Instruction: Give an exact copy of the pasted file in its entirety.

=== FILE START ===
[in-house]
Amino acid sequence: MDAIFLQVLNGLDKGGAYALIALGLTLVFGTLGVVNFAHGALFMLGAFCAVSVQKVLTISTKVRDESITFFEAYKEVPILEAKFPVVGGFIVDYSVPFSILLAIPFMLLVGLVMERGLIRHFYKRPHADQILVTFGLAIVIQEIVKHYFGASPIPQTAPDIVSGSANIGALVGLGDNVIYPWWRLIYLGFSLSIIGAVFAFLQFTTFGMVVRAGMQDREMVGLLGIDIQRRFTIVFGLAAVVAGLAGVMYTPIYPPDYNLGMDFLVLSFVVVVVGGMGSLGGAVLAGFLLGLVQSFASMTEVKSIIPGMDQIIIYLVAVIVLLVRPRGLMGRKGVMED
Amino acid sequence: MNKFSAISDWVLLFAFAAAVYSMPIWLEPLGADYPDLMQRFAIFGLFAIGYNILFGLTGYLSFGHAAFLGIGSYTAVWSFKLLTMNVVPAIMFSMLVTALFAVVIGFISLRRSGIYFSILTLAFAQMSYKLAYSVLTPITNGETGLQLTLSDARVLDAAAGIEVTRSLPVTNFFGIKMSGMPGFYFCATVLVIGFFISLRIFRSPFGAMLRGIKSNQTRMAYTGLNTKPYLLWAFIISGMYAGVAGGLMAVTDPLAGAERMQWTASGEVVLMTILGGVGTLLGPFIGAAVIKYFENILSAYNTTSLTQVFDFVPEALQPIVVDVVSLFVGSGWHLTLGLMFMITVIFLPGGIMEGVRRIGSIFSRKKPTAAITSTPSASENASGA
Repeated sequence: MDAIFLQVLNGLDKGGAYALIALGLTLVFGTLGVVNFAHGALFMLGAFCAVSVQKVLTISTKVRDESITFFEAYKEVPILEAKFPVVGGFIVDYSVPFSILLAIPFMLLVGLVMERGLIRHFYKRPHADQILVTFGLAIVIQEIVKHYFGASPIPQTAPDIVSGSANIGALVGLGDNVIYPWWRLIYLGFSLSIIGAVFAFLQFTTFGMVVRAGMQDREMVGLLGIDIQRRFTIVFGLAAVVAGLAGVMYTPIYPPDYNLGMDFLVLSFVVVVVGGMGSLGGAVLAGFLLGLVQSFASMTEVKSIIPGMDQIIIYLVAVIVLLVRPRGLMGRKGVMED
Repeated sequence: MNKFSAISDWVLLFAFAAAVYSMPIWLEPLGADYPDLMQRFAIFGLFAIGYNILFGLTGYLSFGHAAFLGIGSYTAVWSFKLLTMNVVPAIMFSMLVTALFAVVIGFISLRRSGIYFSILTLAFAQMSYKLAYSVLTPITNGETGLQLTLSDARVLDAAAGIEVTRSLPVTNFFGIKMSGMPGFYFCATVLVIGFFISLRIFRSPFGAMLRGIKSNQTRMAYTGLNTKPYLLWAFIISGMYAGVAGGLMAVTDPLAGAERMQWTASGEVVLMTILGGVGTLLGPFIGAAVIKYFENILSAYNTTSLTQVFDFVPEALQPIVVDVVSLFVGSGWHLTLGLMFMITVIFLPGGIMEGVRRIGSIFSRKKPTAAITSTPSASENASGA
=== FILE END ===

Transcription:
[in-house]
Amino acid sequence: MDAIFLQVLNGLDKGGAYALIALGLTLVFGTLGVVNFAHGALFMLGAFCAVSVQKVLTISTKVRDESITFFEAYKEVPILEAKFPVVGGFIVDYSVPFSILLAIPFMLLVGLVMERGLIRHFYKRPHADQILVTFGLAIVIQEIVKHYFGASPIPQTAPDIVSGSANIGALVGLGDNVIYPWWRLIYLGFSLSIIGAVFAFLQFTTFGMVVRAGMQDREMVGLLGIDIQRRFTIVFGLAAVVAGLAGVMYTPIYPPDYNLGMDFLVLSFVVVVVGGMGSLGGAVLAGFLLGLVQSFASMTEVKSIIPGMDQIIIYLVAVIVLLVRPRGLMGRKGVMED
Amino acid sequence: MNKFSAISDWVLLFAFAAAVYSMPIWLEPLGADYPDLMQRFAIFGLFAIGYNILFGLTGYLSFGHAAFLGIGSYTAVWSFKLLTMNVVPAIMFSMLVTALFAVVIGFISLRRSGIYFSILTLAFAQMSYKLAYSVLTPITNGETGLQLTLSDARVLDAAAGIEVTRSLPVTNFFGIKMSGMPGFYFCATVLVIGFFISLRIFRSPFGAMLRGIKSNQTRMAYTGLNTKPYLLWAFIISGMYAGVAGGLMAVTDPLAGAERMQWTASGEVVLMTILGGVGTLLGPFIGAAVIKYFENILSAYNTTSLTQVFDFVPEALQPIVVDVVSLFVGSGWHLTLGLMFMITVIFLPGGIMEGVRRIGSIFSRKKPTAAITSTPSASENASGA
Repeated sequence: MDAIFLQVLNGLDKGGAYALIALGLTLVFGTLGVVNFAHGALFMLGAFCAVSVQKVLTISTKVRDESITFFEAYKEVPILEAKFPVVGGFIVDYSVPFSILLAIPFMLLVGLVMERGLIRHFYKRPHADQILVTFGLAIVIQEIVKHYFGASPIPQTAPDIVSGSANIGALVGLGDNVIYPWWRLIYLGFSLSIIGAVFAFLQFTTFGMVVRAGMQDREMVGLLGIDIQRRFTIVFGLAAVVAGLAGVMYTPIYPPDYNLGMDFLVLSFVVVVVGGMGSLGGAVLAGFLLGLVQSFASMTEVKSIIPGMDQIIIYLVAVIVLLVRPRGLMGRKGVMED
Repeated sequence: MNKFSAISDWVLLFAFAAAVYSMPIWLEPLGADYPDLMQRFAIFGLFAIGYNILFGLTGYLSFGHAAFLGIGSYTAVWSFKLLTMNVVPAIMFSMLVTALFAVVIGFISLRRSGIYFSILTLAFAQMSYKLAYSVLTPITNGETGLQLTLSDARVLDAAAGIEVTRSLPVTNFFGIKMSGMPGFYFCATVLVIGFFISLRIFRSPFGAMLRGIKSNQTRMAYTGLNTKPYLLWAFIISGMYAGVAGGLMAVTDPLAGAERMQWTASGEVVLMTILGGVGTLLGPFIGAAVIKYFENILSAYNTTSLTQVFDFVPEALQPIVVDVVSLFVGSGWHLTLGLMFMITVIFLPGGIMEGVRRIGSIFSRKKPTAAITSTPSASENASGA